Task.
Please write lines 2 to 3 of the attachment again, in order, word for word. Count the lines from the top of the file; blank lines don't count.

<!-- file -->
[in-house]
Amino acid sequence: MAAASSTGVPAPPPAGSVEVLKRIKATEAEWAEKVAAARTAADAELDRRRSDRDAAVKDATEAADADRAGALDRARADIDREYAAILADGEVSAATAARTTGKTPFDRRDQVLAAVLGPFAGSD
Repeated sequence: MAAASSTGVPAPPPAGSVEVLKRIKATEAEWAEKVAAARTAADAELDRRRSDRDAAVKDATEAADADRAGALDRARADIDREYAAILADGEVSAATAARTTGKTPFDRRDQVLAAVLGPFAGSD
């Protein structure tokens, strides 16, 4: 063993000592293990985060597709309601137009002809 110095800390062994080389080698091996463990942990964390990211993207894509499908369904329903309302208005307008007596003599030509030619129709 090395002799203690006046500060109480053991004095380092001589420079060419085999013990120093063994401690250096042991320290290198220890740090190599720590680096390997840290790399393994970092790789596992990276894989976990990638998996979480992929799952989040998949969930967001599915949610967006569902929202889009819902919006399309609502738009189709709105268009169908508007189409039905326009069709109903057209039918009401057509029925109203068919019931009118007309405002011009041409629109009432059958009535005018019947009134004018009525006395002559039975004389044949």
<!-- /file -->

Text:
Amino acid sequence: MAAASSTGVPAPPPAGSVEVLKRIKATEAEWAEKVAAARTAADAELDRRRSDRDAAVKDATEAADADRAGALDRARADIDREYAAILADGEVSAATAARTTGKTPFDRRDQVLAAVLGPFAGSD
Repeated sequence: MAAASSTGVPAPPPAGSVEVLKRIKATEAEWAEKVAAARTAADAELDRRRSDRDAAVKDATEAADADRAGALDRARADIDREYAAILADGEVSAATAARTTGKTPFDRRDQVLAAVLGPFAGSD